Tuesday, December 29, 2015

Simpleceiver ~ Part 24

A Single Schematic for the Simpleceiver!

Quite honestly I bristled a bit when I received several requests for a single overall schematic for the Simpleceiver project. Many of the inputs were if I had a single schematic I could better understand the project. Friends that is why we have the block diagram.
Well I guess my bent is if you don't understand the circuit blocks having the whole schematic may not lead to a "Level 5 Enlightenment". Another goal of the Simpleceiver was to encourage experimentation and the modules have been designed for the most part to enable matching to 50 Ohms. You can simply replace a Simpleceiver module with a different module and have a go at it so long as you look at the impedance match. An overall schematic may make that task more difficult.
But one kind soul  DuWayne, KV4QB has taken on the chore to create such a schematic which is in a pdf format (Sorry guys no GIF's or jpg --so don't send me an email about the quality coming from a pdf) It is only through the generosity of KV4QB that you have the singular pdf. Also please no emails can you break the circuit up into pdf blocks!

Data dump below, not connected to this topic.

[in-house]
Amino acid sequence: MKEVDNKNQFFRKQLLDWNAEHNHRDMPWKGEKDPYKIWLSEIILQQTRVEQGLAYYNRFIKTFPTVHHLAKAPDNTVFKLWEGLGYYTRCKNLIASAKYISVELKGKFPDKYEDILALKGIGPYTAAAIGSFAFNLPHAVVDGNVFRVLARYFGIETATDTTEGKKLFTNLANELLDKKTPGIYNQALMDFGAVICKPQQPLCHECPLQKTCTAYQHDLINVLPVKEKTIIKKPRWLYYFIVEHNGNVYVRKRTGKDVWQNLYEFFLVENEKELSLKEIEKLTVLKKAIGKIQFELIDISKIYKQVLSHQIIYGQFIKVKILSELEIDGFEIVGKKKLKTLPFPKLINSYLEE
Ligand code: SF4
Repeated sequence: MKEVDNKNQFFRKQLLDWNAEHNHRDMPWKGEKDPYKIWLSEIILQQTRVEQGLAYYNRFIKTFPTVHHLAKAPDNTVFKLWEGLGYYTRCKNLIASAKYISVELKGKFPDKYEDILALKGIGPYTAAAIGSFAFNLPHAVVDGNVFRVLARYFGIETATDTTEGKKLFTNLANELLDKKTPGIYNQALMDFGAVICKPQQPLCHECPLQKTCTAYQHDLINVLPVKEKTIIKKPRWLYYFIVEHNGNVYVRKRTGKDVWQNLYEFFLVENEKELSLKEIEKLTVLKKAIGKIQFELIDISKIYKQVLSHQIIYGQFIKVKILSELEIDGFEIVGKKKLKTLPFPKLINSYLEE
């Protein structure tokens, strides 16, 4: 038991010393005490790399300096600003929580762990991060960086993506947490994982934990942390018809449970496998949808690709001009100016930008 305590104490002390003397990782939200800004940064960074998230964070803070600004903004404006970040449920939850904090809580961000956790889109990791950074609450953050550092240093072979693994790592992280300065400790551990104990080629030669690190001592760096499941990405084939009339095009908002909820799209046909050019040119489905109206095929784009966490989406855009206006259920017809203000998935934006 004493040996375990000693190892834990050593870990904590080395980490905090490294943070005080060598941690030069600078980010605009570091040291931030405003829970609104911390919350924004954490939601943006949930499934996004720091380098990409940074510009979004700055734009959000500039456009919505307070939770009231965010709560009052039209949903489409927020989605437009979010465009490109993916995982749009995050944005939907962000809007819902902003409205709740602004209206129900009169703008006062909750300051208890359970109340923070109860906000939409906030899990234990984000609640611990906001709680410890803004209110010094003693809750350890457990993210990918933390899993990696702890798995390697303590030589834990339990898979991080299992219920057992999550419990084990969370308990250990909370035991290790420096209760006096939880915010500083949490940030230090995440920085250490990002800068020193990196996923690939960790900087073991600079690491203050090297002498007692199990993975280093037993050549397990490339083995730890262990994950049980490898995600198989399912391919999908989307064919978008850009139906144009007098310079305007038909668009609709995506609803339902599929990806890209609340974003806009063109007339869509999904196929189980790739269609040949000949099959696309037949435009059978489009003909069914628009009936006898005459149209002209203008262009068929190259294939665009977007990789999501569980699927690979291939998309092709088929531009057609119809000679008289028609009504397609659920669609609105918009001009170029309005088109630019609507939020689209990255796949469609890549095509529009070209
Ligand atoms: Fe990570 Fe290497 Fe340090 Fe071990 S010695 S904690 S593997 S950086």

I have repeatedly stated the use of LT Spice in developing and working with such a project. A serious homebrewer needs to adopt and adapt to that tool. If you want to make circuit changes the first thing you should not do is send Pete and email asking me to do the analysis. You have the tools and examples, so you the homebrewer need  to ask the question of yourself about substitutions.
Click on this "LINK" and it will take you to the Simpleceiver Software link which is hosted on my website http://www.n6qw.com. There you will find the Simpleceiver Single Schematic in .pdf document.
Happy New Year to all of you.
Pete N6QW

Thursday, December 24, 2015